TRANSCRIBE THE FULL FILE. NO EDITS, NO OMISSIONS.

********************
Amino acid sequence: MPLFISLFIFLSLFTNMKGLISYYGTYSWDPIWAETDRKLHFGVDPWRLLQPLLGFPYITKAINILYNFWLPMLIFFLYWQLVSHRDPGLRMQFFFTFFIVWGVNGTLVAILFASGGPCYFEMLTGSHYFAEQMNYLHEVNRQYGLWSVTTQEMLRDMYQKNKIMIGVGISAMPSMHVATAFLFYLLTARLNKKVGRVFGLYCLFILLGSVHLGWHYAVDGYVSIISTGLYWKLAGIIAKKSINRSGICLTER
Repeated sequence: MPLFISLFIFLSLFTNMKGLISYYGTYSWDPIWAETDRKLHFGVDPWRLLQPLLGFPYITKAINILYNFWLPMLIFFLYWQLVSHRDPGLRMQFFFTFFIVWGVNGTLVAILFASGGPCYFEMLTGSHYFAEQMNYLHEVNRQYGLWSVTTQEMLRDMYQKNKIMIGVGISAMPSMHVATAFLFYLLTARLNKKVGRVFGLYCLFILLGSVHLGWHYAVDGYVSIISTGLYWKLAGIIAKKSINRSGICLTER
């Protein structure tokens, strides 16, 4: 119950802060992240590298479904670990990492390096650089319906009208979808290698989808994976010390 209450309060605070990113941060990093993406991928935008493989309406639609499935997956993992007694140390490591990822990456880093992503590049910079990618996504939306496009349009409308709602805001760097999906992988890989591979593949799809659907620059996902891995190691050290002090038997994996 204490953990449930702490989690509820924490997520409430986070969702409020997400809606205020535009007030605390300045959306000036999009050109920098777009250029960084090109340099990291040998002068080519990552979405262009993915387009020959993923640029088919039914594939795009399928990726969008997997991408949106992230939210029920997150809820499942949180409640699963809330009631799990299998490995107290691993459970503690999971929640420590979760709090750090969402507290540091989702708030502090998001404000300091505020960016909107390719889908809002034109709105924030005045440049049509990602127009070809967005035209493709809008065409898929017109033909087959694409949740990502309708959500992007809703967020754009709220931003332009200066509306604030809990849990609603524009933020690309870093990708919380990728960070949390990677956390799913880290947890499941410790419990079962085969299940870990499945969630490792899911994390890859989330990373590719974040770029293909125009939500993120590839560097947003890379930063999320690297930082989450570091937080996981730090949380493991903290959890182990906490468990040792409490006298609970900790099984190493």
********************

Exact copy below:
Amino acid sequence: MPLFISLFIFLSLFTNMKGLISYYGTYSWDPIWAETDRKLHFGVDPWRLLQPLLGFPYITKAINILYNFWLPMLIFFLYWQLVSHRDPGLRMQFFFTFFIVWGVNGTLVAILFASGGPCYFEMLTGSHYFAEQMNYLHEVNRQYGLWSVTTQEMLRDMYQKNKIMIGVGISAMPSMHVATAFLFYLLTARLNKKVGRVFGLYCLFILLGSVHLGWHYAVDGYVSIISTGLYWKLAGIIAKKSINRSGICLTER
Repeated sequence: MPLFISLFIFLSLFTNMKGLISYYGTYSWDPIWAETDRKLHFGVDPWRLLQPLLGFPYITKAINILYNFWLPMLIFFLYWQLVSHRDPGLRMQFFFTFFIVWGVNGTLVAILFASGGPCYFEMLTGSHYFAEQMNYLHEVNRQYGLWSVTTQEMLRDMYQKNKIMIGVGISAMPSMHVATAFLFYLLTARLNKKVGRVFGLYCLFILLGSVHLGWHYAVDGYVSIISTGLYWKLAGIIAKKSINRSGICLTER
């Protein structure tokens, strides 16, 4: 119950802060992240590298479904670990990492390096650089319906009208979808290698989808994976010390 209450309060605070990113941060990093993406991928935008493989309406639609499935997956993992007694140390490591990822990456880093992503590049910079990618996504939306496009349009409308709602805001760097999906992988890989591979593949799809659907620059996902891995190691050290002090038997994996 204490953990449930702490989690509820924490997520409430986070969702409020997400809606205020535009007030605390300045959306000036999009050109920098777009250029960084090109340099990291040998002068080519990552979405262009993915387009020959993923640029088919039914594939795009399928990726969008997997991408949106992230939210029920997150809820499942949180409640699963809330009631799990299998490995107290691993459970503690999971929640420590979760709090750090969402507290540091989702708030502090998001404000300091505020960016909107390719889908809002034109709105924030005045440049049509990602127009070809967005035209493709809008065409898929017109033909087959694409949740990502309708959500992007809703967020754009709220931003332009200066509306604030809990849990609603524009933020690309870093990708919380990728960070949390990677956390799913880290947890499941410790419990079962085969299940870990499945969630490792899911994390890859989330990373590719974040770029293909125009939500993120590839560097947003890379930063999320690297930082989450570091937080996981730090949380493991903290959890182990906490468990040792409490006298609970900790099984190493």